I'll add an hline below the headings of the table so that I don't have to worry about the formula trying to change the headings:
| Name | Height | Weight | BMI |
| Nairo Quintana | 167 | 59 | 21.16 |
| Chris Froome | 186 | 68 | 19.66 |
| Robert Förstemann | 174 | 90 | 29.73 |
| Conor Dunne | 204 | 88 | 21.15 |
#+TBLFM: $> = $3 / ( ($2/100.0)^2);%.2f
$> is the last column (it can also be written as
$4 in this particular case since it is the fourth column, just like
$3 is the third column - see below for other ways to reference these columns that might make more sense, depending on the circurmstances).
You have to start Emacs Calc (
M-x calc) before you apply the formula, which you do with
C-c C-c somewhere on the formula. And you can recalculate with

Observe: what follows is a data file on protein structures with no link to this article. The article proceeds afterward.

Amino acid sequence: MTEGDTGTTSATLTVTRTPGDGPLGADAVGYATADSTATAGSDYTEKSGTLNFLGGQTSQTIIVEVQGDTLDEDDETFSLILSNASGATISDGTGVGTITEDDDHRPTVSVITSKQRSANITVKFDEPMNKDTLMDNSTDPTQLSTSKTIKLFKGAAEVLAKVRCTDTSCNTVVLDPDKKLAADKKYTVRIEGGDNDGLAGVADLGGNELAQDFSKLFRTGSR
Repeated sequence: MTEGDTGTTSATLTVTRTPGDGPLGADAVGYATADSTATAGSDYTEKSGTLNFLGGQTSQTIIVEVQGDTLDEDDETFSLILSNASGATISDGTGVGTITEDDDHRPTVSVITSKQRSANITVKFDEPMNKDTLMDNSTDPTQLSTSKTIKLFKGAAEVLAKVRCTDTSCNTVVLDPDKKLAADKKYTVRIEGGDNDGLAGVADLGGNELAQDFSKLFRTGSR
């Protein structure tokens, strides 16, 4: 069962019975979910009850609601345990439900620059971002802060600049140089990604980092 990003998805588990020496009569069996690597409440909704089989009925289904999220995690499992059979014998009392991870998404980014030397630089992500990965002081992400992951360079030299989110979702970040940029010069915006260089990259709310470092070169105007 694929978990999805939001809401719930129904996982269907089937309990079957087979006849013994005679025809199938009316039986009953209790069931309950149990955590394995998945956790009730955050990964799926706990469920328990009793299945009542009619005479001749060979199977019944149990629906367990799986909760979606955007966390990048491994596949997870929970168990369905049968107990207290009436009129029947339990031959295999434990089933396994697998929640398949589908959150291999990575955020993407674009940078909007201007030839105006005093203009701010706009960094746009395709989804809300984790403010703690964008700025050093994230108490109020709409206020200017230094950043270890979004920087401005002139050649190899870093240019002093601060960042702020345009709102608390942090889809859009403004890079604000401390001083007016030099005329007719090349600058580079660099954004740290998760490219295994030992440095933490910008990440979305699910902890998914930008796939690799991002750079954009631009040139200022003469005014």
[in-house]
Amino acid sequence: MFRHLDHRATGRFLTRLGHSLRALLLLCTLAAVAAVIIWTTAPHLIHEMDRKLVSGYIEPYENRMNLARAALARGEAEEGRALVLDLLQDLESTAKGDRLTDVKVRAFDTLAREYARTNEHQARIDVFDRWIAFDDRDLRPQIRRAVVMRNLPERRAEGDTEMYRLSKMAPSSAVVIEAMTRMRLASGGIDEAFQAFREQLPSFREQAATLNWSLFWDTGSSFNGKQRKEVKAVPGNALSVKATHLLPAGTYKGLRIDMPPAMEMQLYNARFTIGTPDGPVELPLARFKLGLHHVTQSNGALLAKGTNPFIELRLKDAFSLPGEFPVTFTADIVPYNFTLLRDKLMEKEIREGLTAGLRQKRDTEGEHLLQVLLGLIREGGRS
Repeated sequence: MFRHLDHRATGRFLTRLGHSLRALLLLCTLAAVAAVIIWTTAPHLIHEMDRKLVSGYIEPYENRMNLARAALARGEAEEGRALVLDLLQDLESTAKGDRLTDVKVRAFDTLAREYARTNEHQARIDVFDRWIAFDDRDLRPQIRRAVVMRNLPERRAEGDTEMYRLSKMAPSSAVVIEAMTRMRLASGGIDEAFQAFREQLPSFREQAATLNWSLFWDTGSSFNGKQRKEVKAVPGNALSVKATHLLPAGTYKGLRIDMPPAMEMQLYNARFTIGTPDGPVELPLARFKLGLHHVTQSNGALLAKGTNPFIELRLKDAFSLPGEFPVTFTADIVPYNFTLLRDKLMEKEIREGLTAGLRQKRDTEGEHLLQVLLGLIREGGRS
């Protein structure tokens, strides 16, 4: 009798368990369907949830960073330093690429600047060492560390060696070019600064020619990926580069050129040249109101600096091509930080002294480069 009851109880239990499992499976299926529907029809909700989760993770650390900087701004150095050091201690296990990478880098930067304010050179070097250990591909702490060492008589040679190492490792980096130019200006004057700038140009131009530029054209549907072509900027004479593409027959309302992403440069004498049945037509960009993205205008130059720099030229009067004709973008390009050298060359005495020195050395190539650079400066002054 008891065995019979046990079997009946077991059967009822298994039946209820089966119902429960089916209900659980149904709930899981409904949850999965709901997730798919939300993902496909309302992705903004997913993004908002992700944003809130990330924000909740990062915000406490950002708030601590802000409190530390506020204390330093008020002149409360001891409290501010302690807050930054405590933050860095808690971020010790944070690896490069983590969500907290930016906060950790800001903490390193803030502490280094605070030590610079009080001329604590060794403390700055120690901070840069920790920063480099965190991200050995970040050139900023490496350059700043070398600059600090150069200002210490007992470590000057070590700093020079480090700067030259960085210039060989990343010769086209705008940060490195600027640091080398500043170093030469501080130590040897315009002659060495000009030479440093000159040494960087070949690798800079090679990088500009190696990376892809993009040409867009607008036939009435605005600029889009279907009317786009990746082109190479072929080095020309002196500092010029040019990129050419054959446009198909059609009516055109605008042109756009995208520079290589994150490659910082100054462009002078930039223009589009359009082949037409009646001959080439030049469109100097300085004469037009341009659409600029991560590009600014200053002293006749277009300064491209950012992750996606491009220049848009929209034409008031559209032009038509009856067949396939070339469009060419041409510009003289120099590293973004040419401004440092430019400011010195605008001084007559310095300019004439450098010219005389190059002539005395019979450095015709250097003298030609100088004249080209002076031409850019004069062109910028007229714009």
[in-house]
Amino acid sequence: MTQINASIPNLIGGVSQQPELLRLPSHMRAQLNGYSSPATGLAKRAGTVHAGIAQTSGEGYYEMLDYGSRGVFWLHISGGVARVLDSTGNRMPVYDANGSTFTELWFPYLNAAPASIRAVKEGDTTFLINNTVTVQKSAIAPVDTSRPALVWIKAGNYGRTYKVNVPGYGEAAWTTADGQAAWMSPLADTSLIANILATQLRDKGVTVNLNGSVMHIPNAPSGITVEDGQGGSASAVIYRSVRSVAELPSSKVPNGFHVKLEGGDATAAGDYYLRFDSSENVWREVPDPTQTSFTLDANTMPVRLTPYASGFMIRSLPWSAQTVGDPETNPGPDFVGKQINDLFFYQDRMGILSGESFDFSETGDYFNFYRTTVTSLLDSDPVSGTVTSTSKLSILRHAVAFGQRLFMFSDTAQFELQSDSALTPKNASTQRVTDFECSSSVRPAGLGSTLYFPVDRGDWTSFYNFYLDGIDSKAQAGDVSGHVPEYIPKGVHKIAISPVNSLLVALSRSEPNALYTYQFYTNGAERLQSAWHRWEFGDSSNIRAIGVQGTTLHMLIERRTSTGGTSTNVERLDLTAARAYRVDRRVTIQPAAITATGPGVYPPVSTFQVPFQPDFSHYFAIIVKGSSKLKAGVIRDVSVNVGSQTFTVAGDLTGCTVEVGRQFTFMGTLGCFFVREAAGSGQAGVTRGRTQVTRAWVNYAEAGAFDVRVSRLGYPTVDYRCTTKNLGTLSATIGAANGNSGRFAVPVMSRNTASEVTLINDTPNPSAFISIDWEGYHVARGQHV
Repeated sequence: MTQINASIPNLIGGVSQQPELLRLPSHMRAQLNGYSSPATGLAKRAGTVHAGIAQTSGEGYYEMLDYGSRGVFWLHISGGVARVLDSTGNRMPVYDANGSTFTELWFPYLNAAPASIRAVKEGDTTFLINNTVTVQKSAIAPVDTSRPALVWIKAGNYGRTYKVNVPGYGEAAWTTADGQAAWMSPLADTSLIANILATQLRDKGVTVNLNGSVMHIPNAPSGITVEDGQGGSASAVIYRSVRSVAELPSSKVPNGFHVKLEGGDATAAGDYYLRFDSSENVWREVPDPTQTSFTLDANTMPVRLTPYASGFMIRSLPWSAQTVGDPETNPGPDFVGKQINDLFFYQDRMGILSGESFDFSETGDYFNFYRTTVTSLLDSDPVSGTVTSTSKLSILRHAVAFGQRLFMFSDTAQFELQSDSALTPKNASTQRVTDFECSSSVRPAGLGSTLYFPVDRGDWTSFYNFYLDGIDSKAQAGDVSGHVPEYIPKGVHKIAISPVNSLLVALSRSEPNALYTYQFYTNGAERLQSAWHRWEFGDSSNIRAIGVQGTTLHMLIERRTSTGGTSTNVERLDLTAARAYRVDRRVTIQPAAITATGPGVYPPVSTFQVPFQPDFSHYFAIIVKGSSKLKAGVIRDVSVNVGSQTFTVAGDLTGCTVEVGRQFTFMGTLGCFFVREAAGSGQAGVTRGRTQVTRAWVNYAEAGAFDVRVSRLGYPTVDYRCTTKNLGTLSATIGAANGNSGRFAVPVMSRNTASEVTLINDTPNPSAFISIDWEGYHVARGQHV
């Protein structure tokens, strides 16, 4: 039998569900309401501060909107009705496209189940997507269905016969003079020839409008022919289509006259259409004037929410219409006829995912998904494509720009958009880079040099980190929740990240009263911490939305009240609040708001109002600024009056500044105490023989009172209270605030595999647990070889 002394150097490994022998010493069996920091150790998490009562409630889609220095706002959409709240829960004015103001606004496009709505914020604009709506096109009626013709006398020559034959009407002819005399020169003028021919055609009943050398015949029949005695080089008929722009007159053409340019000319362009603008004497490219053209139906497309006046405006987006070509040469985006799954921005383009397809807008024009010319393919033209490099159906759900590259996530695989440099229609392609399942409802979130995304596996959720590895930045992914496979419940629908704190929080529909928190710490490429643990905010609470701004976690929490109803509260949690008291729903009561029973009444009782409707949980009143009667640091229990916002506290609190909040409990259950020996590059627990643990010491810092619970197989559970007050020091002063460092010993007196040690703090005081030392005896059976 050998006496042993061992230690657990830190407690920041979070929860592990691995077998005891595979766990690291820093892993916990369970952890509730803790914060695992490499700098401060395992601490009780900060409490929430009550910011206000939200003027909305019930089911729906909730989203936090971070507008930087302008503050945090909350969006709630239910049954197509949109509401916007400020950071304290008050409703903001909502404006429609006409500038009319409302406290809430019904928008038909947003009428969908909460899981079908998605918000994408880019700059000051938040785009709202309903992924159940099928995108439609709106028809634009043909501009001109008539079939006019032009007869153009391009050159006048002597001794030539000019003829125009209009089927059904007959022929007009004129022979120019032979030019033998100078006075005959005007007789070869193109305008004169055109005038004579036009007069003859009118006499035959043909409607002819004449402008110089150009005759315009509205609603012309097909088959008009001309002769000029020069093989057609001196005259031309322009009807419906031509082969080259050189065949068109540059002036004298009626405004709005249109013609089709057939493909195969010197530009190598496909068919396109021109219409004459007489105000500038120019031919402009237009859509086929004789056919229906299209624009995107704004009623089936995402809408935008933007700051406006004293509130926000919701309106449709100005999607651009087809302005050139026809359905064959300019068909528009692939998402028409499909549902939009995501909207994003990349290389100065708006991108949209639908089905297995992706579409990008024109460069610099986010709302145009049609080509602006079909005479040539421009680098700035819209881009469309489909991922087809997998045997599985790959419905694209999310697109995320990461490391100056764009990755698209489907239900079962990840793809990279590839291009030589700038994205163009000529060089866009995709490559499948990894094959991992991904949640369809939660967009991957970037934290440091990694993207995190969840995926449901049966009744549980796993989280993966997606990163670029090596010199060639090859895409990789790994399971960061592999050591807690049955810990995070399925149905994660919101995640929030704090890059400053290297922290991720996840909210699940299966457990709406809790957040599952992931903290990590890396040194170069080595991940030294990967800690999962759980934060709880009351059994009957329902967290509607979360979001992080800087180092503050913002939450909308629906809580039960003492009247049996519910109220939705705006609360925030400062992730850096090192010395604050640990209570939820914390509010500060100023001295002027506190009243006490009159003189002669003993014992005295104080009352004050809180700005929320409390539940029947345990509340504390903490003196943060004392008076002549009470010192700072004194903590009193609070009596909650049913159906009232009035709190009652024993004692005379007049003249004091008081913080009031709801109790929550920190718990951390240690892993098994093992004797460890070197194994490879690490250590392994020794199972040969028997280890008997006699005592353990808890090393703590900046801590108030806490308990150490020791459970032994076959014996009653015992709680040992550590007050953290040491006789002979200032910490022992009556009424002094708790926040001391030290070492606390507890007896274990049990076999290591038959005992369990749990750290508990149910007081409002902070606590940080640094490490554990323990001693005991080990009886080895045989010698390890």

C-c C-c any time you want.
The formula can also be written by using notation relative to the last column (
$> is the last column,
$>> is the penultimate one and so on - similarly
$< is the first column,
$<< is the second column, although that's probably less useful):
#+TBLFM: $> = $>> / ( ($>>/100.0)^2);%.2f
#+TBLFM: $> = $-1 / ( ($-2/100.0)^2);%.2f
This latter form can be used for convenient access to middle columns of the table, e.g. if you have 20 columns and you want to have column 10 depend on columns 9 and 8, then use
$10 for the result column, but
$-2 as relative references to the two previous columns. You can also define and use symbolic names for columns - see Advanced Features in the Org mode manual, but I would recommend that you read that after you read the
References subsection mentioned below.
See The spreadsheet in the Org mode manual, particularly the
References subsection. You'll have to reread that subsection quite a few times: it is quite dense.